Assessment of Low-Dose Aspirin As Chemoprevention in Type 2 Diabetes

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Low-dose aspirin did not affect the total cancer incidence in men or women with type 2 diabetes.
Low-dose aspirin did not affect the total cancer incidence in men or women with type 2 diabetes.

Low-dose aspirin has not been proven to reduce cancer incidence in adults with type 2 diabetes but it might be beneficial for cancer chemoprevention in patients younger than 65 years, according to a 10-year follow-up cohort study published in Diabetes Care.

The study was a post hoc assessment of a randomized controlled trial that ended in 2008 and included 2536 Japanese patients aged 30 to 58 years with type 2 diabetes and without preexisting cardiovascular disease. In the initial trial, researchers sought to determine the long-term efficacy of using low-dose aspirin to lower the risk for cancer in patients with diabetes.

Patients were randomly assigned to either receive aspirin (81 or 100 mg daily) or no aspirin. During the follow-up period (median 10.7 years), the researchers discovered no significant difference in total cancer incidence. There were 318 cancer events: 149 in the aspirin group and 169 in the non-aspirin group (P =.4).

Cancer incidence results for the aspirin group were separated into subgroups. Further scrutiny showed that low-dose aspirin did not affect men or women significantly, and there was no difference in cancer incidence for patients aged ≥65 years.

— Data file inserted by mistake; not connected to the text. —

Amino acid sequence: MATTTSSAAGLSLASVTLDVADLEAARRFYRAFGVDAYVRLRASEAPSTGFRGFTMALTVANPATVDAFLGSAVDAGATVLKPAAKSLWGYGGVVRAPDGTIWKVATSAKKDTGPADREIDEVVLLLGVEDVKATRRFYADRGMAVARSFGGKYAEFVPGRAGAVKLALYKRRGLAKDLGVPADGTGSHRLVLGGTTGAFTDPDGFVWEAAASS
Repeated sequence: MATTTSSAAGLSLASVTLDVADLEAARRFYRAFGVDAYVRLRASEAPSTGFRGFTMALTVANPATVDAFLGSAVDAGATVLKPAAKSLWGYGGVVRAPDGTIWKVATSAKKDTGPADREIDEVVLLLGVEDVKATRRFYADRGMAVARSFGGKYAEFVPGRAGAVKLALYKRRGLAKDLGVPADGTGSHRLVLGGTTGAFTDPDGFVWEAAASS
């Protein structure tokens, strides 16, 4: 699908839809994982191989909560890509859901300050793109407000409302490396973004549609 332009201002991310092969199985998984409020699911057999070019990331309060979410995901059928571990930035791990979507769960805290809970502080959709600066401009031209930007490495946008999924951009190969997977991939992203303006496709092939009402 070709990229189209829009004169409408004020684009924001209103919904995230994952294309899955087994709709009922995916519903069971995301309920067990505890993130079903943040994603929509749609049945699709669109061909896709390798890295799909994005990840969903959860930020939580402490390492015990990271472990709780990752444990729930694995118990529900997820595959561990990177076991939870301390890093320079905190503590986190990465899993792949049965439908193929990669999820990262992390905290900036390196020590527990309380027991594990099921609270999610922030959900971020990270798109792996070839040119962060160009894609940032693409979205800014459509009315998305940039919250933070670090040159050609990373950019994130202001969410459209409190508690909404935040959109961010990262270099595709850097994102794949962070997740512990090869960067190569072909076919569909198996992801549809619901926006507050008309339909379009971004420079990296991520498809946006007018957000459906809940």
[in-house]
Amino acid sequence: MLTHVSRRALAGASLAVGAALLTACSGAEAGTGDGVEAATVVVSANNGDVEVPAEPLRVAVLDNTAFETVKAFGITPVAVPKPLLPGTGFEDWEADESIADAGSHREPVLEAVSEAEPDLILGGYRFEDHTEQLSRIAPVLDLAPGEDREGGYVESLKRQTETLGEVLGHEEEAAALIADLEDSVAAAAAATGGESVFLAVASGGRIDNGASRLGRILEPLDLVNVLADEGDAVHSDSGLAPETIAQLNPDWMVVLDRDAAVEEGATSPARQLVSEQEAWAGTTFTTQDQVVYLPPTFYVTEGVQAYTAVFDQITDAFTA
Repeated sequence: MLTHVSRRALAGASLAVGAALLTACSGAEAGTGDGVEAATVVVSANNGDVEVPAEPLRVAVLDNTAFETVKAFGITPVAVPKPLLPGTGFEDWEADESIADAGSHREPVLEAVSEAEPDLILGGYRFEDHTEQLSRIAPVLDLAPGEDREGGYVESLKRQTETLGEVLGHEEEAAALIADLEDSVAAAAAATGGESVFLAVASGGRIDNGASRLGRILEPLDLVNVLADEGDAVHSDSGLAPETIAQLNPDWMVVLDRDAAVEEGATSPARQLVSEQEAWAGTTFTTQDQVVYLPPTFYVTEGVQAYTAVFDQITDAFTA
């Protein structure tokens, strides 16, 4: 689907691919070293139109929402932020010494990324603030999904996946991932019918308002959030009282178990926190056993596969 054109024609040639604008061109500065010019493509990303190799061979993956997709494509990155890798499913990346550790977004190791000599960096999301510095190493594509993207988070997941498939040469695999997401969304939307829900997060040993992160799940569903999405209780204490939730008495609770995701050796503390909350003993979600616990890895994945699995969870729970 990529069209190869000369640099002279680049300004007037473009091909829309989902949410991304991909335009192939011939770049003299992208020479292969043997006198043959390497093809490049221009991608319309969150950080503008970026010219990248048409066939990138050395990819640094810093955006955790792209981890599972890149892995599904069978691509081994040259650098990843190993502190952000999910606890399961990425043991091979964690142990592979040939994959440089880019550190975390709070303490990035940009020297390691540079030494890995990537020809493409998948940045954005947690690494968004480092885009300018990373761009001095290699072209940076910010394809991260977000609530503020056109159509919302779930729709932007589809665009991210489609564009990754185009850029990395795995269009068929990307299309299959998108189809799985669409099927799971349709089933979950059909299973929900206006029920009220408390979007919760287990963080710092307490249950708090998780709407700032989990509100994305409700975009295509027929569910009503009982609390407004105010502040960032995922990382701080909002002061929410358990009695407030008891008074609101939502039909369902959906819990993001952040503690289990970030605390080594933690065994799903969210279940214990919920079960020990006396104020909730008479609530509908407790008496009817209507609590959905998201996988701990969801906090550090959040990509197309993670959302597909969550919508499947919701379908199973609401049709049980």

However, through the use of hazard models that adjusted for sex, smoking status, and the administration of metformin and statins, aspirin was found to decrease cancer incidence substantially overall in patients aged <65 years (P =.04).

As a secondary outcome, the researchers discovered no difference between the total cancer mortality rate of the aspirin and non-aspirin groups (P <.6).

The researchers highlighted certain limitations to their follow-up study, including an inability to generalize findings to other populations because of lifestyle and racial differences.

“Although recent guidelines were revised to deemphasize the use of low-dose aspirin for primary prevention of cardiovascular disease in patients with diabetes,” researchers said, “cumulative evidence suggests the benefit of administering low-dose aspirin for cancer chemoprevention in [the Japanese] population.”

Reference

Okada S, Morimoto T, Ogawa H, et al; for the JPAD Trial Investigators. Effect of aspirin on cancer chemoprevention in Japanese patients with type 2 diabetes: 10-year observational follow-up of a randomized controlled trial [published online June 16, 2018]. Diabetes Care. doi: 10.2337/dc18-0368

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